Before discussing NPV we will discuss about the present value .It is the cash equivalent now of a sum of money receivable or payable at a started future date, discounted at a specified rate of return. BPP paper 8, (2000); Arnold, Glen (2002). Net present value is the value obtained by discounting all cash flows and inflows of a capital investment project by a chosen target rate of return or cost of capital. BPP paper 8, (2000); Mclaney (2003) Gitman et al. (2000). NPV= Co + C1 1+r Where, C0 = Cash flow in year 0 C1 = Cash flow after 1 year r = Interest Rate Formula 2.3 Net Present Value (NPV) Illustration 2.3 BPP paper 8 p473, (2000) shows the NPV calculation of the example. “A project involves an immediate purchase of a machine for £90,000 and it will generate an annual cash flow of £30,000 for the 1st 3years and £40,000 in the 4th and final year. The company expects to earn at least 12% p.a. from its investment. (Check the project viability through NPV method). Year Cash flow £ PV factor 12% PV of cash flow £ 0 (90,000) 1.000 (90,000) 1 30,000 0.893 26,970 2 30,000 0.797 23,910 3 30,000 0.712 21,360 4 40,000 0.636 25,440 NPV +7,500

Illustration 2.3. Example of calculating NPV

The NPV is positive and so the project is expected to earn more than 12% per annum and is therefore acceptable. BPP paper8, p473, (2000); Mclaney et al. (2003); Arnold, Glen (2002); We can also use annuity formula to calculate NPV for the 1st 3years. So firstly, we must know what annuity is?

2.4.4. Annuity

It is a fixed periodic payment which continues for a specified time. BPP paper 8, (2000); Mclaney et al. (2003); PV of annuity = FV (1-(1+r)-n ) r Formula 2.4 (Annuity) We can calculate the above NPV example through annuity factor also, it is as follows. PV for 1st 3years = 30,000 (1-(1.12)-3) 0.12 = 30,000 (2.402) 72060 PV of 4th year = 40,000 (1.12)-4 25440 Total PV cash inflows 97500 Total PV of cash out flow (90000) NPV 7500 Illustration 2.4. (Calculation of Annuity) So it is clear from the solution that NPV is the same, as before, by using annuity facto. Mclaney et al. (2003); BPP paper 8, (2000; Richard Pike and Bill Neale et al. (2003);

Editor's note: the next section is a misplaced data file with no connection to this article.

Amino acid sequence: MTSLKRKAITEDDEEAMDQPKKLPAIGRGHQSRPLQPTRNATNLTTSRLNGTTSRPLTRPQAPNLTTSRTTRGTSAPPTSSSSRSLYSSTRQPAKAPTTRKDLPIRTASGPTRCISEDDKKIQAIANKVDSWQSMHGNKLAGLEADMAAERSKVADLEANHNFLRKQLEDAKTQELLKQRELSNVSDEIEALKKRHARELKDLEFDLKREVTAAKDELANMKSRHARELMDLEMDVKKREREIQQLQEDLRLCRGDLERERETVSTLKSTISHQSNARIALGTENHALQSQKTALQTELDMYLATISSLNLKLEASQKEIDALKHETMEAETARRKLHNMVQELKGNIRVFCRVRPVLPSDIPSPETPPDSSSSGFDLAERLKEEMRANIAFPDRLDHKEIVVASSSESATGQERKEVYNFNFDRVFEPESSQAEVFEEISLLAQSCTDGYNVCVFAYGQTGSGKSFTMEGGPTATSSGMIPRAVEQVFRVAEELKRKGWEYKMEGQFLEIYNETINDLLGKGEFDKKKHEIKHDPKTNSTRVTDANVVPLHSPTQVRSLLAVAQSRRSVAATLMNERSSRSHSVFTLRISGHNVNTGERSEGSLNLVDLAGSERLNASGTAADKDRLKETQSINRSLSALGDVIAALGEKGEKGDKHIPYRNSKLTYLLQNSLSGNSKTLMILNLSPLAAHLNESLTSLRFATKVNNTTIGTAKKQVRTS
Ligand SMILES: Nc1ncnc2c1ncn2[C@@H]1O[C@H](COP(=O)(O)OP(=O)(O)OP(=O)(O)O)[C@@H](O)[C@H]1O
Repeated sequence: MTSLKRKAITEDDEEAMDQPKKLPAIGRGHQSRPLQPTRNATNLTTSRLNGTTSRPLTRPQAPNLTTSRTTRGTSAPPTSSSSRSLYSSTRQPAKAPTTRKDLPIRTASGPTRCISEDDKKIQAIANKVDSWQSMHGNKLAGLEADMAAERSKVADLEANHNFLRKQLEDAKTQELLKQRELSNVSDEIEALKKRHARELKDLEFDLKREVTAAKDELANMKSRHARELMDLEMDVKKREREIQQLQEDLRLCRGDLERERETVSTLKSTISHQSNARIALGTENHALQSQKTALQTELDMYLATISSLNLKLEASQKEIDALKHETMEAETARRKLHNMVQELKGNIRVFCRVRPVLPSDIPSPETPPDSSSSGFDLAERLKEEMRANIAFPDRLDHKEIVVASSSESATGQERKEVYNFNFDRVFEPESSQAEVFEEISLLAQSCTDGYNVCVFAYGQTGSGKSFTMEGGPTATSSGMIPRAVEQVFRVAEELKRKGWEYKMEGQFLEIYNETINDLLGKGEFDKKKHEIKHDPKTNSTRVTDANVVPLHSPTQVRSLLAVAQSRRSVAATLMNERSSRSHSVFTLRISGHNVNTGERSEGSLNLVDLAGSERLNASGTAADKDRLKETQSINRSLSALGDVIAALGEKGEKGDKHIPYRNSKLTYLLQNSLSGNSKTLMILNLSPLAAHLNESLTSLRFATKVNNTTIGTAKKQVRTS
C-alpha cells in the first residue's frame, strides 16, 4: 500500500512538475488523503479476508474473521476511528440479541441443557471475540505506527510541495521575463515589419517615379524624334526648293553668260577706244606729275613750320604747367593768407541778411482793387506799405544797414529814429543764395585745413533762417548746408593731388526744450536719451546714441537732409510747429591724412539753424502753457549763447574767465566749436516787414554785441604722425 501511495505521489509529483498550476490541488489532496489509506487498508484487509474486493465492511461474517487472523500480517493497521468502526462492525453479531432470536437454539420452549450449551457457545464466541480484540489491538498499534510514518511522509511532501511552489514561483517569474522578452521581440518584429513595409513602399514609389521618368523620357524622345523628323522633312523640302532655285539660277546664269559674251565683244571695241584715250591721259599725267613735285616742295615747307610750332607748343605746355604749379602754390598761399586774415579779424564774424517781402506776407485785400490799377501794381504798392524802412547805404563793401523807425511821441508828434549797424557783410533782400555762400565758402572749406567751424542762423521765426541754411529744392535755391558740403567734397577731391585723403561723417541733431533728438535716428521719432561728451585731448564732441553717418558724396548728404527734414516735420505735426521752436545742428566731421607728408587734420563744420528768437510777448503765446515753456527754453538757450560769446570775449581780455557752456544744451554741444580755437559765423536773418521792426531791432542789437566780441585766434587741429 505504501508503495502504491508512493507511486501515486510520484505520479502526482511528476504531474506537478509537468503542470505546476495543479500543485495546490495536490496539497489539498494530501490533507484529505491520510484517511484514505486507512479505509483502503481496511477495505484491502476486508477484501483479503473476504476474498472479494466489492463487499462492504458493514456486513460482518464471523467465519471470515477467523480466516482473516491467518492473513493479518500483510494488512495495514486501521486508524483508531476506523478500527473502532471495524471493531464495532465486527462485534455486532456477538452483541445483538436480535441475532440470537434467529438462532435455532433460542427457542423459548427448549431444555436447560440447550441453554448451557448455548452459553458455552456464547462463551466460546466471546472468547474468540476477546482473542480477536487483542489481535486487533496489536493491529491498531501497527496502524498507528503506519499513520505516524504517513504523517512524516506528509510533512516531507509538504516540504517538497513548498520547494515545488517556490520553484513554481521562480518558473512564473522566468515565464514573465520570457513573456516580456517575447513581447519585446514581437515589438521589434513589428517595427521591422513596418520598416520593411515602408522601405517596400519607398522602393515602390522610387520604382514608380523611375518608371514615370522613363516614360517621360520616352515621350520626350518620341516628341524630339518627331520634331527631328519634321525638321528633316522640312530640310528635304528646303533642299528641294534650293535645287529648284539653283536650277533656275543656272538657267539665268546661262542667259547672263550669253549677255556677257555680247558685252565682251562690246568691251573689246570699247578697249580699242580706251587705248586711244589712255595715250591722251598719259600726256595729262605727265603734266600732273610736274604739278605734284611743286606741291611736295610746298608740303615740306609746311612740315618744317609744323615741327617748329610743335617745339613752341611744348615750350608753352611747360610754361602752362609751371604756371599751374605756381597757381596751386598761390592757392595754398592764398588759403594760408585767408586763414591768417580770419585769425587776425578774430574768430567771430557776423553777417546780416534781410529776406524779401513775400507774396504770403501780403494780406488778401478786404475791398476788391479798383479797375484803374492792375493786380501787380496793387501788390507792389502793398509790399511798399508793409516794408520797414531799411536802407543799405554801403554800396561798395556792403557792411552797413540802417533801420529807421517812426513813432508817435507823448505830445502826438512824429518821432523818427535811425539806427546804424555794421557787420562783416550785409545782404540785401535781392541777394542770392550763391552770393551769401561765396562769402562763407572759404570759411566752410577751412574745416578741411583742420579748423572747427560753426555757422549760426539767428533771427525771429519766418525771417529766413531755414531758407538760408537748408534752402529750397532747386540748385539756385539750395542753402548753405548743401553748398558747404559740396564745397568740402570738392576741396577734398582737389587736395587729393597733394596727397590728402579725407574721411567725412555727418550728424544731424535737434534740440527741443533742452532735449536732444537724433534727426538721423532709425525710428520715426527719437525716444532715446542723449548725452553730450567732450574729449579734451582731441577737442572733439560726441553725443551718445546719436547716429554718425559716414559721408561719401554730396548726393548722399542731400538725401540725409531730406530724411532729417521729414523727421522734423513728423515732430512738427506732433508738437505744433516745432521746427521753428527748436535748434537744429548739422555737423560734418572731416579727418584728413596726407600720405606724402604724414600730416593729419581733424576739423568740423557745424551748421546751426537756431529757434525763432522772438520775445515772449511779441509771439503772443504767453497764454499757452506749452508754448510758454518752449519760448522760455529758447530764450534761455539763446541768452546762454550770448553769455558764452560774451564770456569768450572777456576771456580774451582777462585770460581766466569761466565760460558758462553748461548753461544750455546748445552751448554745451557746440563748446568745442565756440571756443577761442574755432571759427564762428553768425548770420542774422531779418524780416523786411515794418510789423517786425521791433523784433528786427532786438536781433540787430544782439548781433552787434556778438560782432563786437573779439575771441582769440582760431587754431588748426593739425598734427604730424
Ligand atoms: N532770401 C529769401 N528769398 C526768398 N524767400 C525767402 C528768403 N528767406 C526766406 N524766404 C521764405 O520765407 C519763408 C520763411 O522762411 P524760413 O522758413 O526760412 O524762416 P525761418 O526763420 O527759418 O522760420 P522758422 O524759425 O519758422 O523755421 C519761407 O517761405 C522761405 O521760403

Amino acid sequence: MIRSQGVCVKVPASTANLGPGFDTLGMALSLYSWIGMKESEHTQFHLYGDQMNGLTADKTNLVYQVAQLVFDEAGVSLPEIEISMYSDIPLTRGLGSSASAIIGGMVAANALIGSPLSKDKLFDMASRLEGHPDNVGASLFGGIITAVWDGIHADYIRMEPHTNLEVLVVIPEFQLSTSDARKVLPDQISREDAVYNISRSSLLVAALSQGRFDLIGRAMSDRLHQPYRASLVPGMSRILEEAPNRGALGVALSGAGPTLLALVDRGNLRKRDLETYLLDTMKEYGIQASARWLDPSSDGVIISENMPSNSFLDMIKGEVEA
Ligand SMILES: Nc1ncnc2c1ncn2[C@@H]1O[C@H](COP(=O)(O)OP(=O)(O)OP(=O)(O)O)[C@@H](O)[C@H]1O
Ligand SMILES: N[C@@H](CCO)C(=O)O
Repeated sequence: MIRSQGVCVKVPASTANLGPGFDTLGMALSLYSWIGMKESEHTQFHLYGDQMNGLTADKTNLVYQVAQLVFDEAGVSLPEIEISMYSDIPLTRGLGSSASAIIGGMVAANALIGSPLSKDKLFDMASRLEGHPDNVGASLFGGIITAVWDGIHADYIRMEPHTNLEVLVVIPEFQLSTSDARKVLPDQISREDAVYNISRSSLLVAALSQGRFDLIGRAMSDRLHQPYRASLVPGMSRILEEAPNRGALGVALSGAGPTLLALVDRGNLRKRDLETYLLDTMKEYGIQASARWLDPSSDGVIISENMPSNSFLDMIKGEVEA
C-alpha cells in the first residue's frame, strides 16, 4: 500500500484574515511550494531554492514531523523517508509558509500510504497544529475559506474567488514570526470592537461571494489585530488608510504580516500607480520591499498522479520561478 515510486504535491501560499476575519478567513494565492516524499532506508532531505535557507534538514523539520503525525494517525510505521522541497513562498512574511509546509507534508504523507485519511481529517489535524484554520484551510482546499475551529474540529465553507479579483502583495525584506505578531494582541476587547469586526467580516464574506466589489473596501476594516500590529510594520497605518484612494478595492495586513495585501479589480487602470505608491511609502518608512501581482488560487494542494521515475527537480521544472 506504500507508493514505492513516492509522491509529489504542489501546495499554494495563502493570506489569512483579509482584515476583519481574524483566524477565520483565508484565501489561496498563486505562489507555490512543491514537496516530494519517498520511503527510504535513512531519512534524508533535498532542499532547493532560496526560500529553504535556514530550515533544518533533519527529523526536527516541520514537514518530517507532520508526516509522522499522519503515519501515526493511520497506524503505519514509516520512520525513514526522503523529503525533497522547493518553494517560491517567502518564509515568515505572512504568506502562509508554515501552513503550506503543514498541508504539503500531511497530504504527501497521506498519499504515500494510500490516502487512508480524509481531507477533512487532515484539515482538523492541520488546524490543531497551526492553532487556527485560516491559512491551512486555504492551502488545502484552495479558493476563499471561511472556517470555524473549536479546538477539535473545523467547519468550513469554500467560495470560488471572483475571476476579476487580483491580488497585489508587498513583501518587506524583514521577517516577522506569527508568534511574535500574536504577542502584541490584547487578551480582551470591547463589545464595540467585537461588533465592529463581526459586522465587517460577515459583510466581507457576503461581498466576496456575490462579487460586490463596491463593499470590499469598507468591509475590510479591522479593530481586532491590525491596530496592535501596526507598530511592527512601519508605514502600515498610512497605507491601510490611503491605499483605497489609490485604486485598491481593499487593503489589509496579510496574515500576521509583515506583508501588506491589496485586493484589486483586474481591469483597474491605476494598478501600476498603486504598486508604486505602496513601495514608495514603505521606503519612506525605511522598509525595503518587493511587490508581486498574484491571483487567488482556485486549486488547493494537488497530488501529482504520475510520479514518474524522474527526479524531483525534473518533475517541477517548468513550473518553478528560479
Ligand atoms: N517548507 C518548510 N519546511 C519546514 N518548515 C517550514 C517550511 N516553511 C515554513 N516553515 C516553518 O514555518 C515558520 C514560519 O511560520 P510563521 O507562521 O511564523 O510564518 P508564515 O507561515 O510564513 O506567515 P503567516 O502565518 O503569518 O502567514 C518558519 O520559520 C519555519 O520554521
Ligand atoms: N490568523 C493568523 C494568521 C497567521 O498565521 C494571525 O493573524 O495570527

2.4.5. Perpetuity

Another important concept is that of perpetuity. It means “an annuity continuing for a limit less time periods”. BPP paper 8, (2000; Mclaney et al. (2003); ATFL, Paper 2.4 et al. (2001) PV of Perpetuity = (Annual cash inflow) = (A) Discount rate R Formula 2.5 (Perpetuity) For example PV of £6,000 receivable annually in arrears at a discount rate of 7% is; (£6,000/0.07) = £85714(approx). BPP paper 8, (2000). Illustration 2.5. (Calculation of Perpetuity)

2.4.6. Other Important Aspects in NPV

Relevant cash flows Relevant cash flows are the future incremental cash flows of the organization as a whole which arise as a result of the project’s acceptance. ATFL, Paper 2.4, P179, et al. (2001) Levy et al. (1994) Relevant cash flows = cash flow if projected accepted – cash flow if projected rejected. Examples of the costs that are irrelevant to DCF appraisals are depreciation, apportioned overheads, book value of assets, sunk costs, interest and dividends. Dury, C. (2000); ATFL, Paper 2.4, P179, et al. When deciding between the two projects that which one is to be accepted, normally, two approaches are used; 1) Discount the cash flows of each project separately and compare NPV’s. 2) Find differential/incremental cash flows year by year and then by using discounted value of that differential cash flow to set up the preference. Either approach will give the conclusion. ATFL, Paper 2.4, et al. (2001); Pike, R and Neale, B. 2003

DCF and inflation

Inflation is said to be a general price increase leading to a general decline in the real value of money. BPP paper 8, (2000); Artill, P. and McLaney, E. 2002 There are 2 impacts of inflation on DCF project appraisal 1) The discount rate given may include an allowance for a general rate of inflation. BPP paper 8, (2000); Hill, A. (1998). 2) The cash flows may be subject to inflation, possibly at different rates for different flows. Hill, A. (1998). The discount rate shows the investor’s required rate of return. In times of inflation investor needs return made up of two things. BPP paper 8, (2000); Carsberg, B. 1974. 1) A return to compensate for inflation. 2) A real return on top of this for the use of their funds. The required rate which is made up of both of these elements is called money return. ATFL, Paper 2.4, et al. (2001).

Important note

Money discount rates and cash flows include the effect of inflation. Real discount rates and cash flows exclude the effect of inflation. ATFL, Paper 2.4, et al. (2001). Hirst, I. (1998).

DCF and taxation